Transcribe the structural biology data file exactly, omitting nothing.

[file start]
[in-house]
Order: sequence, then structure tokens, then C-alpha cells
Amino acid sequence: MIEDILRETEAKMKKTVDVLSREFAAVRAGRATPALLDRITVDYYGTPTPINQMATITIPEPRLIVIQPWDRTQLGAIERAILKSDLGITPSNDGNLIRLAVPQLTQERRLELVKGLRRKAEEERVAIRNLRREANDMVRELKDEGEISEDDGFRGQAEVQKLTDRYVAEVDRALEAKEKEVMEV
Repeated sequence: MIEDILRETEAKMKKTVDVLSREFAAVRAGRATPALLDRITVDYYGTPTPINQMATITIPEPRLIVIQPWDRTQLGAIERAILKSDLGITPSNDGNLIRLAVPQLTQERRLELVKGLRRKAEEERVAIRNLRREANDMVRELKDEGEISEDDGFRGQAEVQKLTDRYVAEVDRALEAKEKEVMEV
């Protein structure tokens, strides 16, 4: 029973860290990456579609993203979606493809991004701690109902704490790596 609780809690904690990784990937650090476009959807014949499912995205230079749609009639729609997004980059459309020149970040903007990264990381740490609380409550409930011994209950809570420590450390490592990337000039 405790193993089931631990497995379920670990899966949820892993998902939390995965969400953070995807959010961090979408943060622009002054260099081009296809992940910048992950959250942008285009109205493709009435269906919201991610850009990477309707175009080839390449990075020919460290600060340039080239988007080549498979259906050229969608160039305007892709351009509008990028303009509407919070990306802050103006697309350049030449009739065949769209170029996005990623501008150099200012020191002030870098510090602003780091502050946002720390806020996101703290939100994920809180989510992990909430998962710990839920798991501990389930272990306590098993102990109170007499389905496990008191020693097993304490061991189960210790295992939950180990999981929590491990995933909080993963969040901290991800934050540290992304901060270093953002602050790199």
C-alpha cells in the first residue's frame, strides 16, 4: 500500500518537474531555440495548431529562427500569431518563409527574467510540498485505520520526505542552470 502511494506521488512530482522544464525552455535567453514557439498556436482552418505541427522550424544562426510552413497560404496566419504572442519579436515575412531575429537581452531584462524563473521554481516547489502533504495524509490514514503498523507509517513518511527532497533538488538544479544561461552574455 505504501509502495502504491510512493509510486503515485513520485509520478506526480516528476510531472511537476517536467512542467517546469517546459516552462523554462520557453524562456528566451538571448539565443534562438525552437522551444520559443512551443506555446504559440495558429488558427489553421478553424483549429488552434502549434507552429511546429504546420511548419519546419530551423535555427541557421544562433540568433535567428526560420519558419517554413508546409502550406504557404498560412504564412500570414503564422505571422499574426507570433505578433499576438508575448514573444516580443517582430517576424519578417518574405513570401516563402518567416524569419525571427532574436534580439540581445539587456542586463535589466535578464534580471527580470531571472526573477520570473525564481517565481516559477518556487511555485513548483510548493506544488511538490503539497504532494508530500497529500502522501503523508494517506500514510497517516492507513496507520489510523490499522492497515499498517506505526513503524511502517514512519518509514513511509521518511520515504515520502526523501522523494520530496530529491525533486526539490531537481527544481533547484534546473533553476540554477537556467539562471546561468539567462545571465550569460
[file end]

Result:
[in-house]
Order: sequence, then structure tokens, then C-alpha cells
Amino acid sequence: MIEDILRETEAKMKKTVDVLSREFAAVRAGRATPALLDRITVDYYGTPTPINQMATITIPEPRLIVIQPWDRTQLGAIERAILKSDLGITPSNDGNLIRLAVPQLTQERRLELVKGLRRKAEEERVAIRNLRREANDMVRELKDEGEISEDDGFRGQAEVQKLTDRYVAEVDRALEAKEKEVMEV
Repeated sequence: MIEDILRETEAKMKKTVDVLSREFAAVRAGRATPALLDRITVDYYGTPTPINQMATITIPEPRLIVIQPWDRTQLGAIERAILKSDLGITPSNDGNLIRLAVPQLTQERRLELVKGLRRKAEEERVAIRNLRREANDMVRELKDEGEISEDDGFRGQAEVQKLTDRYVAEVDRALEAKEKEVMEV
């Protein structure tokens, strides 16, 4: 029973860290990456579609993203979606493809991004701690109902704490790596 609780809690904690990784990937650090476009959807014949499912995205230079749609009639729609997004980059459309020149970040903007990264990381740490609380409550409930011994209950809570420590450390490592990337000039 405790193993089931631990497995379920670990899966949820892993998902939390995965969400953070995807959010961090979408943060622009002054260099081009296809992940910048992950959250942008285009109205493709009435269906919201991610850009990477309707175009080839390449990075020919460290600060340039080239988007080549498979259906050229969608160039305007892709351009509008990028303009509407919070990306802050103006697309350049030449009739065949769209170029996005990623501008150099200012020191002030870098510090602003780091502050946002720390806020996101703290939100994920809180989510992990909430998962710990839920798991501990389930272990306590098993102990109170007499389905496990008191020693097993304490061991189960210790295992939950180990999981929590491990995933909080993963969040901290991800934050540290992304901060270093953002602050790199």
C-alpha cells in the first residue's frame, strides 16, 4: 500500500518537474531555440495548431529562427500569431518563409527574467510540498485505520520526505542552470 502511494506521488512530482522544464525552455535567453514557439498556436482552418505541427522550424544562426510552413497560404496566419504572442519579436515575412531575429537581452531584462524563473521554481516547489502533504495524509490514514503498523507509517513518511527532497533538488538544479544561461552574455 505504501509502495502504491510512493509510486503515485513520485509520478506526480516528476510531472511537476517536467512542467517546469517546459516552462523554462520557453524562456528566451538571448539565443534562438525552437522551444520559443512551443506555446504559440495558429488558427489553421478553424483549429488552434502549434507552429511546429504546420511548419519546419530551423535555427541557421544562433540568433535567428526560420519558419517554413508546409502550406504557404498560412504564412500570414503564422505571422499574426507570433505578433499576438508575448514573444516580443517582430517576424519578417518574405513570401516563402518567416524569419525571427532574436534580439540581445539587456542586463535589466535578464534580471527580470531571472526573477520570473525564481517565481516559477518556487511555485513548483510548493506544488511538490503539497504532494508530500497529500502522501503523508494517506500514510497517516492507513496507520489510523490499522492497515499498517506505526513503524511502517514512519518509514513511509521518511520515504515520502526523501522523494520530496530529491525533486526539490531537481527544481533547484534546473533553476540554477537556467539562471546561468539567462545571465550569460